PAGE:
Skating expert Hannah Robbins delivers a summary of Skate America’s figure skating competition and how the rule changes have affected the results.
This weekend’s Skate America opened the Grand Prix of Figure Skating Series for senior skaters in Everett, Washington. The Grand Prix Series has skaters compete in two of the six Grand Prix events with their placing in those events determining if they qualify as one of the top six skaters in their discipline, which means a trip to the Grand Prix Finals. Earning third place or lower in their first competition might not count a skater out of the running, but placing high is essential to earning a spot in the Grand Prix Final in December.
As the first major competition of the season, this was a chance to see how skaters have revamped their programs to adapt to the rule changes the International Skating Union made after the 2018 Winter Olympics. The first rule change allows only the last two jumping passes in the second half of the program to receive a 10 percent bonus, making those jumps worth 110 percent of the base value. This is a change from the previous rule, where all jumps after the halfway point receive this bonus, which is referred to as backloading.
If you watched the 2018 Winter Olympics you might remember Alina Zagitova backloading all seven of her jumps in the free program, allowing her to edge out Evgenia Medvedeva for the gold medal.
The other rule change that affected skaters here states that only one quadruple jump is allowed to be repeated in a program, down from two last season. This will mostly affect skaters like Nathan Chen, who was able to complete six quadruple jumps, repeating two quadruple flips and two quadruple toe loop jumps in his free program last season in his World Championships win.
The headliner for the men’s competition was Chen, who is juggling being a freshman at Yale with competing internationally. His only competition was fellow American and Olympic teammate Vincent Zhou and Sergei Voronov, the Russian who placed third at Skate America last year.
After a short program full of under-rotated jumps by Zhou (which leads to a reduced base value for those jumps) left him in fifth place and struggles on jumps by Voronov left him in fourth place, the top spots were wide open. This gave Michal Brezina from Czechoslovakia the opportunity to surge to second place even with an invalidated jump. When Chen put a clean program on the ice, even though it was less difficult than past programs, he placed first.
Despite Zhou, Voronov and Brezina’s best efforts, not much changed in the free program. Zhou put the third-best free program on the ice (despite continuing to be plagued by under-rotations), but couldn’t overcome his short program score, finishing fourth. Brezina put a clean program on the ice to end a surprise second, and Voronov’s fourth place free program landed him in third.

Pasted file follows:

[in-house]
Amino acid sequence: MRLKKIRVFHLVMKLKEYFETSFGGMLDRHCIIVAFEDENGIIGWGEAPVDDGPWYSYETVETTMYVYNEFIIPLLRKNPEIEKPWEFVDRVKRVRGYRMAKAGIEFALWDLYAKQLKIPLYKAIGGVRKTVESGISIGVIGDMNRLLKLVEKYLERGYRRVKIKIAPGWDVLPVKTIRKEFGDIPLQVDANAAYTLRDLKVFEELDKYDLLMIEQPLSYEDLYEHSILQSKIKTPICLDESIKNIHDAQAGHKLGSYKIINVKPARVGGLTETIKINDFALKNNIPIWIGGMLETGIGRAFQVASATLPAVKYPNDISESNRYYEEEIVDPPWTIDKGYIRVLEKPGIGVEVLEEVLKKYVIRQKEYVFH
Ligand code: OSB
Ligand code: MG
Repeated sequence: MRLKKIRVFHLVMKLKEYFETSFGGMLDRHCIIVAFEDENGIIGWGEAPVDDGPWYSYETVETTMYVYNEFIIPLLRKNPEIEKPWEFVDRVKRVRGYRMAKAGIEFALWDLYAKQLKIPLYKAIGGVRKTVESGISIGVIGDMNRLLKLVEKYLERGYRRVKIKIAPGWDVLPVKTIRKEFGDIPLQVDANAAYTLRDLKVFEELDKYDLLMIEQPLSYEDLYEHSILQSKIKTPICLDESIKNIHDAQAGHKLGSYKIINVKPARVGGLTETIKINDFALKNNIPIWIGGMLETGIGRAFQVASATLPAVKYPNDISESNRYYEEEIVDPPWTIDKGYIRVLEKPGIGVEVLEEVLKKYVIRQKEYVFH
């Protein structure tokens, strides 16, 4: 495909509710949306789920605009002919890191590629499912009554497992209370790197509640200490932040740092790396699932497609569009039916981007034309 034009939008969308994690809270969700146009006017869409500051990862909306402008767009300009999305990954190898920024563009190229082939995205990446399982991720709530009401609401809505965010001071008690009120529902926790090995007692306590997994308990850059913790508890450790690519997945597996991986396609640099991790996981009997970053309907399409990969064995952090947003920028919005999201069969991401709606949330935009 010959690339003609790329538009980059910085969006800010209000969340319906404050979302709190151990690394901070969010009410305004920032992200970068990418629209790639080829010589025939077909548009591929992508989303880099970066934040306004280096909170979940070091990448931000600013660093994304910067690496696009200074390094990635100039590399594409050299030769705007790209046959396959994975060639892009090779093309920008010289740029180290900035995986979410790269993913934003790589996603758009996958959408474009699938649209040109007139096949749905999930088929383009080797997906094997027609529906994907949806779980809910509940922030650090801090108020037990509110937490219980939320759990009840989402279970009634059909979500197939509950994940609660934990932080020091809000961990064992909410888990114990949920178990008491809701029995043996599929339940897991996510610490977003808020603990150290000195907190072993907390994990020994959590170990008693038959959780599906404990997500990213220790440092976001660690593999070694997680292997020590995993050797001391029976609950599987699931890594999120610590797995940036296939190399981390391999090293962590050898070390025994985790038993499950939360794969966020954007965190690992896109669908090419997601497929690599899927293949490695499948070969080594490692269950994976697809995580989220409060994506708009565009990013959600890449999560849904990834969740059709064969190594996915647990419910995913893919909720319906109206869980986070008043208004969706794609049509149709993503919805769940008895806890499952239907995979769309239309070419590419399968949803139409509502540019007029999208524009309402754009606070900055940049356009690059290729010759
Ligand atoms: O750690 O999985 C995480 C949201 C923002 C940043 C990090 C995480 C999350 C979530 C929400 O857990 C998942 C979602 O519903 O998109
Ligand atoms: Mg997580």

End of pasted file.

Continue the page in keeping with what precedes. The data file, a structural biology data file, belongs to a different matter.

After another solid performance from Chen in the free, he solidified his spot in first place, winning by the largest margin in Skate America history, 41.06 points.
The pairs competition was full of few surprises with the silver medalists in the World Championships. Evgenia Tarasova and Vladimir Morozov from Russia finishing first by 25.87 points. The only surprise was the struggles of Olympic bronze medalists in the team competition, Alexa Scimeca Knierim and Chris Knierim who after a fall in the short program ended up in fifth behind fellow Americans Ashley Cain and Timothy Leduc.
Continued struggles by the Knierims and a clean free program by Cain/Leduc led to the Knierims finishing fourth to Cain/Leduc’s third with Russians Alisa Efimova and Alexander Korovin finishing second.
Due to the schedule of the ladies’ free program and ice dance’s free dance, only the ladies short program and ice dance rhythm dance were completed by the time of writing.
Last year’s Skate America was the moment Bradie Tennell, the 20-year-old from Illinois, first came onto the international scene. Her third-place finish after Japanese skaters Satoko Miyahara and Kaori Satamoto, while Karen Chen finished eighth and Ashley Wagner withdrew, was the first hint to her place as the top U.S. qualifier for the 2018 Winter Olympics, but that was not the case on Saturday.
Tennell placed fifth, 12 points off the leader Miyahara after a disastrous first jumping pass where she ended with 2.95 points. This is significantly lower than the 12.57 she earned earlier this season at the Autumn Classic on the same jump combination.
Combine this with poor performances by the fellow Americans Megan Wessenberg and Starr Andrews in their Grand Prix debut, and the Americans look to be in trouble if they want to continue to be competitive on the international stage.
Miyahara and Sakamoto placed first and second respectively in the short program, and they look to be on the cusp of reprising their placing from last year’s Skate America. In ice dance, Americans Madison Hubbell and Zachary Donohue seem to be on the brink of winning the ice dance competition in a field without competitors that have placed highly in international competition.